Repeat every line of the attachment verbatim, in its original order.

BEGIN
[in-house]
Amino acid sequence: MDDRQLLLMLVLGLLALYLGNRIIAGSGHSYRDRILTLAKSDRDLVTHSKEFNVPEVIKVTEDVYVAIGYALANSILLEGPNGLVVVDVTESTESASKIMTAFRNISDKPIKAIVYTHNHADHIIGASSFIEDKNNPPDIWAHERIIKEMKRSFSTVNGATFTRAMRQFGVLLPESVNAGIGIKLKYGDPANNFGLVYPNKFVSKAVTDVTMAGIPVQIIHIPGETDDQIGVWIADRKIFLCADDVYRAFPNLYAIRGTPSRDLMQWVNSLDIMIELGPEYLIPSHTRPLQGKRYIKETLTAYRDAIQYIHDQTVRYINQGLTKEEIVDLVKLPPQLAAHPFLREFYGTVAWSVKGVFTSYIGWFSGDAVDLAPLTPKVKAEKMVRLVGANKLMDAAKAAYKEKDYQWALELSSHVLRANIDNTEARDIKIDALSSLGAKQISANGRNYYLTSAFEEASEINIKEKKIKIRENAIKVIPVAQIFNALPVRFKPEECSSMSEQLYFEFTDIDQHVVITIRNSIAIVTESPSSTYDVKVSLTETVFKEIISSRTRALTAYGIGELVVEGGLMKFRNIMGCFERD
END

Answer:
[in-house]
Amino acid sequence: MDDRQLLLMLVLGLLALYLGNRIIAGSGHSYRDRILTLAKSDRDLVTHSKEFNVPEVIKVTEDVYVAIGYALANSILLEGPNGLVVVDVTESTESASKIMTAFRNISDKPIKAIVYTHNHADHIIGASSFIEDKNNPPDIWAHERIIKEMKRSFSTVNGATFTRAMRQFGVLLPESVNAGIGIKLKYGDPANNFGLVYPNKFVSKAVTDVTMAGIPVQIIHIPGETDDQIGVWIADRKIFLCADDVYRAFPNLYAIRGTPSRDLMQWVNSLDIMIELGPEYLIPSHTRPLQGKRYIKETLTAYRDAIQYIHDQTVRYINQGLTKEEIVDLVKLPPQLAAHPFLREFYGTVAWSVKGVFTSYIGWFSGDAVDLAPLTPKVKAEKMVRLVGANKLMDAAKAAYKEKDYQWALELSSHVLRANIDNTEARDIKIDALSSLGAKQISANGRNYYLTSAFEEASEINIKEKKIKIRENAIKVIPVAQIFNALPVRFKPEECSSMSEQLYFEFTDIDQHVVITIRNSIAIVTESPSSTYDVKVSLTETVFKEIISSRTRALTAYGIGELVVEGGLMKFRNIMGCFERD